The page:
I grabbed a stool next to him, “But how’d they prove it?”

“Well everybody knows he’s the only guy in these parts who smokes Lucky Strikes and they found one near Danny’s truck and a pile of piss that turned out to be his.”

I looked at him doubtfully, “But that doesn’t actually prove that he did it.”

“Well, the reasoning is ‘cause the engine got messed up and the gas line cut up so all it needed was something to ignite it. It was a barely touched Export A that caused the explosion. So they figured he used an Export A to throw the heat off of him while he enjoyed his own Lucky Strike.”

I was dumbfounded. It all just didn’t seem right. That was when I remembered Pat, the rigger, borrowing Keith’s smoke and I knew I had to talk to Ramsey. Chris went back to his place to sleep off the rest of his hangover and I went to the motel room Ramsey had set up his office in. As I got out of my car, I couldn’t help looking at it in disgust. I really need to clean it up – even my car jack junk had made it from my trunk into the backseat.

“Why didn’t you come forward last night?” he asked with an air of noticeable disgust.

I handed him my personal identification. “I didn’t want to get Toby in trouble, but that was when I thought I hadn’t seen anything important”

He glared at me from under dark, bushy eyebrows and replied, “Look kid. I’m doing a homicide investigation. Underage drinking is small potatoes.”

I told Ramsey of the entire night exactly as it’s been put down here and then he let me go. I got into my Lincoln and hit the highway out to Logan’s place to offer my condolences since, despite everything, he was probably the closest person to being a friend of Danny’s. When I arrived I saw him covered in grease with his head under the hood of a ’52 Chevy pickup. I’d been helping him with this project of putting a ’79 Thunderbird engine into the pickup truck’s shell that he’s been working on.

When he saw me he straightened up and I could see the whiteness of shock on his face which was due, without a doubt, to the news about his cousin. I couldn’t think of a thing to say so we both pulled out our cigarettes as we leaned against the truck. His greased hands trembled as he pulled out an Export A. I felt like I’d been sucker-punched.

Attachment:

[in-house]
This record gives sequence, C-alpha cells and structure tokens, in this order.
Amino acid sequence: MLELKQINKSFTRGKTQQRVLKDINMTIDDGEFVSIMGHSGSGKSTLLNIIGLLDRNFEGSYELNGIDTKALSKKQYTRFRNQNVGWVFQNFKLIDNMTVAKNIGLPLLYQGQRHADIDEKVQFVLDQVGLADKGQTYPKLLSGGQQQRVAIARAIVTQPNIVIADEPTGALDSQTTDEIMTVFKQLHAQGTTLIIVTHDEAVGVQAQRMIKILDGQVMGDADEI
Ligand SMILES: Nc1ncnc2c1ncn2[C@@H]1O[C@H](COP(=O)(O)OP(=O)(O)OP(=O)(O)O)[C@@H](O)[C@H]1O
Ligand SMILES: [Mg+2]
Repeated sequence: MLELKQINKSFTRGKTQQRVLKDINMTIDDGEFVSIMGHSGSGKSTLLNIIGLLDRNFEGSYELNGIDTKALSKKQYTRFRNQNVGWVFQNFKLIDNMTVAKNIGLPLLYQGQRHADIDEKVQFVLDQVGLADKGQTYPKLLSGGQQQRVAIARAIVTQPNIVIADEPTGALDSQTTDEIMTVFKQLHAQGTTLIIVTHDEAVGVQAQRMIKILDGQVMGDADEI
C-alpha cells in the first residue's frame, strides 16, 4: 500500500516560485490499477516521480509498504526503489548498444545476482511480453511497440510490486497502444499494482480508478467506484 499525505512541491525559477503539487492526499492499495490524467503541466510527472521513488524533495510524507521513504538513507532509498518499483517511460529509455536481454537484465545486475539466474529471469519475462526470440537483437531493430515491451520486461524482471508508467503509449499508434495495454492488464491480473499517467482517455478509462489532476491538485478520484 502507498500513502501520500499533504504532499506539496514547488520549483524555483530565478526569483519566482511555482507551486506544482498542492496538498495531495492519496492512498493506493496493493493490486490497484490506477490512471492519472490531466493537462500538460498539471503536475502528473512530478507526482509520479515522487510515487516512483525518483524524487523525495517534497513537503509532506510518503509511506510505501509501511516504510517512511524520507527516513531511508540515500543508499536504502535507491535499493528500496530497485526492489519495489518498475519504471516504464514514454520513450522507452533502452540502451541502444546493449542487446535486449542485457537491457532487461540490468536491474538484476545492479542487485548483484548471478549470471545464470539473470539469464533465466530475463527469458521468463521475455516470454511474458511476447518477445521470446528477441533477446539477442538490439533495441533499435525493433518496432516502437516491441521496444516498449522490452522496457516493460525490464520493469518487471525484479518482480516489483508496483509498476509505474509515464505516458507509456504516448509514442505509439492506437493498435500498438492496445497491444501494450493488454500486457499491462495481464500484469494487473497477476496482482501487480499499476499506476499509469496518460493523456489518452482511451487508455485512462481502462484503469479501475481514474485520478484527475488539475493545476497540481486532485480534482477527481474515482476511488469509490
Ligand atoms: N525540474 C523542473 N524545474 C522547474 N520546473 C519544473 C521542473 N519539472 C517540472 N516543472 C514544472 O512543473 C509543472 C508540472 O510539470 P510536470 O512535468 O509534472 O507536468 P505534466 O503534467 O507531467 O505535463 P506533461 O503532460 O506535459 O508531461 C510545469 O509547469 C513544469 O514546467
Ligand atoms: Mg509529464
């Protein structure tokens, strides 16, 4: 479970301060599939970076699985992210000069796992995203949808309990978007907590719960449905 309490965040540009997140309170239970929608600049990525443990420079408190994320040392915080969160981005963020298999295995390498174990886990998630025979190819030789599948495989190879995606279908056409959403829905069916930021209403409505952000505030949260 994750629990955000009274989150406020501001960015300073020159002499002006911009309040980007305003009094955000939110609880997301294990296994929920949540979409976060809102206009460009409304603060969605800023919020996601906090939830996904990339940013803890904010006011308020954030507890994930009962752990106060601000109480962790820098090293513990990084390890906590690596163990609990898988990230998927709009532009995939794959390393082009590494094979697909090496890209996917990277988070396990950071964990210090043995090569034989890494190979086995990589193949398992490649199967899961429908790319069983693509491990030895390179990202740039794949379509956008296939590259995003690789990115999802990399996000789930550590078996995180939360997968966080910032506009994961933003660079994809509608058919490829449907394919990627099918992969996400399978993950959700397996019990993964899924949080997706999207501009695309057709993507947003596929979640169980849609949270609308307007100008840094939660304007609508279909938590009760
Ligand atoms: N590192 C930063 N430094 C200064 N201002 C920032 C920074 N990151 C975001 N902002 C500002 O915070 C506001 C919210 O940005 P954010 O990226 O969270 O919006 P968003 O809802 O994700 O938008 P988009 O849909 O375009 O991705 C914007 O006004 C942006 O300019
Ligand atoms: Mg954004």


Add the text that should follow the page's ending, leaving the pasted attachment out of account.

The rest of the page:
He must have registered the look on my face ‘cause he began pleading, “I didn’t do it. I swear. I fiddled with the engine so he wouldn’t be able to drive anywhere. That’s it. I didn’t blow him up. I was pissed ‘cause I’d done so much for him, giving him a place to store all his junk. And then he treats me like I’m him! Like I owe him. I swear I didn’t kill him. Amber was with me, she knows I didn’t kill him. I can’t tell the cops cause they’ll charge me and I can’t bring Amber into it all or else Cody will know about what’s been going on between me and her. You can’t let anyone know. You gotta believe me.”

I don’t know why I believed him, but I did. The only problem was that Keith was getting charged for something he didn’t do and there was that issue of who actually did it. I needed to think on what to do. When supper rolled around I went to greasy Al’s since Close To Home was shut down for the day and found a crowd of people inside. Keith Miller was right up at the bar tossing shots back like kingdom come. Wade was at a table by the door and I slid in beside him. “How’d he get out?”